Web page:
Does Acupressure Hit the Mark? A Three-Arm Randomized Placebo-Controlled Trial of Acupressure for Pain and Anxiety Relief in Athletes With Acute Musculoskeletal Sports Injuries

    loading  Checking for direct PDF access through Ovid

Abstract

Objectives:

Injuries are a common consequence of sports and recreational activity. The optimal management of symptoms is a crucial element of sports injury management. Acupressure has previously been shown to effectively decrease symptoms of musculoskeletal injury, thus may be considered a potentially useful intervention in the management of sport-related injuries. Therefore, this study was conducted to examine the effectiveness of acupressure in decreasing pain and anxiety in acutely injured athletes.

Design:

A prospective 3-arm randomized placebo-controlled trial.

Setting:

A sports injury clinic, Dunedin, New Zealand.

Patients:

Seventy-nine athletes who sustained a sport-related musculoskeletal injury on the day.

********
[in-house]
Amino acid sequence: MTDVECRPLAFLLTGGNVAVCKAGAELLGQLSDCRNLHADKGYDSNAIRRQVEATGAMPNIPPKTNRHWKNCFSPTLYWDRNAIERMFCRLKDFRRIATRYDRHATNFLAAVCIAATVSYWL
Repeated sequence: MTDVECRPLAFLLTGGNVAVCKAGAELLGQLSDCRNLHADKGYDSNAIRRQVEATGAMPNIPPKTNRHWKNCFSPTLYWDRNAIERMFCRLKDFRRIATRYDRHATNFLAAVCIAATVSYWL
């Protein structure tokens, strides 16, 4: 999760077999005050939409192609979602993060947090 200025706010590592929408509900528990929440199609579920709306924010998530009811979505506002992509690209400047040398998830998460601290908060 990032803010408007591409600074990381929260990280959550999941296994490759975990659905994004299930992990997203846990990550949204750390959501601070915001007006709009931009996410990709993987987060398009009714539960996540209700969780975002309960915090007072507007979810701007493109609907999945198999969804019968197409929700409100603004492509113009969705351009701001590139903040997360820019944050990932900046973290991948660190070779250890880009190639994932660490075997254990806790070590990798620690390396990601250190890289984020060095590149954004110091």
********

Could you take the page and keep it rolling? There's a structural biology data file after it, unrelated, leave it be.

Intervention:

Three minutes of either acupressure, sham acupressure, or no acupressure.

Main Outcome Measures:

The primary outcomes of pain and anxiety intensity were measured before and immediately after the intervention on a 100-mm visual analog scale (VAS). Pain and anxiety relief, satisfaction with treatment, willingness to repeat a similar treatment, and belief in the effect of acupressure were secondary outcomes measured on Likert scales after the intervention.

Results:

The acupressure group reported 11 mm less pain (95% CI: 5-17) on average than the sham acupressure group, and 9 mm less (95% CI: 3-16) than the control group as a result of the intervention (P < 0.05). There was no difference between groups in: anxiety levels, or in any of the secondary outcome measures.

Conclusions:

Three minutes of acupressure was effective in decreasing pain intensity in athletes who sustained an acute musculoskeletal sports injury when measured on the VAS, but did not change anxiety levels.

Related Topics

    loading  Loading Related Articles